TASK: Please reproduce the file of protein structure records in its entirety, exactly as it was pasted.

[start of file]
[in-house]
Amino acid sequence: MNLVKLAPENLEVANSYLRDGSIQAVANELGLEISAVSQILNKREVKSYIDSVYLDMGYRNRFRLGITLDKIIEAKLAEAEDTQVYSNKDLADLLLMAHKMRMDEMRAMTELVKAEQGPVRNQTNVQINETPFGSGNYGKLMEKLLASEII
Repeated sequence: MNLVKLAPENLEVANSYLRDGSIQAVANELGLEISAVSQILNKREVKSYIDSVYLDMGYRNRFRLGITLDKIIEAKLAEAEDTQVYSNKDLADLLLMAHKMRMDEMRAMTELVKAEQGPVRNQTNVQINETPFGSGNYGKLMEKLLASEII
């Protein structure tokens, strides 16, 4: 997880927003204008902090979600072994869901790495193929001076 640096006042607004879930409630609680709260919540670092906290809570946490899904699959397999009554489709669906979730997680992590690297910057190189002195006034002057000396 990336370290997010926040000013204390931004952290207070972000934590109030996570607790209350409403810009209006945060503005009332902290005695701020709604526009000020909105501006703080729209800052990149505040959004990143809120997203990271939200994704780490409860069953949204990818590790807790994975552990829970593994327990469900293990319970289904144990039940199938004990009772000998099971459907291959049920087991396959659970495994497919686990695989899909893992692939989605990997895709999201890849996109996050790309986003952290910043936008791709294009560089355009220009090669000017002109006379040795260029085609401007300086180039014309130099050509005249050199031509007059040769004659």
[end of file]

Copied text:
[in-house]
Amino acid sequence: MNLVKLAPENLEVANSYLRDGSIQAVANELGLEISAVSQILNKREVKSYIDSVYLDMGYRNRFRLGITLDKIIEAKLAEAEDTQVYSNKDLADLLLMAHKMRMDEMRAMTELVKAEQGPVRNQTNVQINETPFGSGNYGKLMEKLLASEII
Repeated sequence: MNLVKLAPENLEVANSYLRDGSIQAVANELGLEISAVSQILNKREVKSYIDSVYLDMGYRNRFRLGITLDKIIEAKLAEAEDTQVYSNKDLADLLLMAHKMRMDEMRAMTELVKAEQGPVRNQTNVQINETPFGSGNYGKLMEKLLASEII
């Protein structure tokens, strides 16, 4: 997880927003204008902090979600072994869901790495193929001076 640096006042607004879930409630609680709260919540670092906290809570946490899904699959397999009554489709669906979730997680992590690297910057190189002195006034002057000396 990336370290997010926040000013204390931004952290207070972000934590109030996570607790209350409403810009209006945060503005009332902290005695701020709604526009000020909105501006703080729209800052990149505040959004990143809120997203990271939200994704780490409860069953949204990818590790807790994975552990829970593994327990469900293990319970289904144990039940199938004990009772000998099971459907291959049920087991396959659970495994497919686990695989899909893992692939989605990997895709999201890849996109996050790309986003952290910043936008791709294009560089355009220009090669000017002109006379040795260029085609401007300086180039014309130099050509005249050199031509007059040769004659």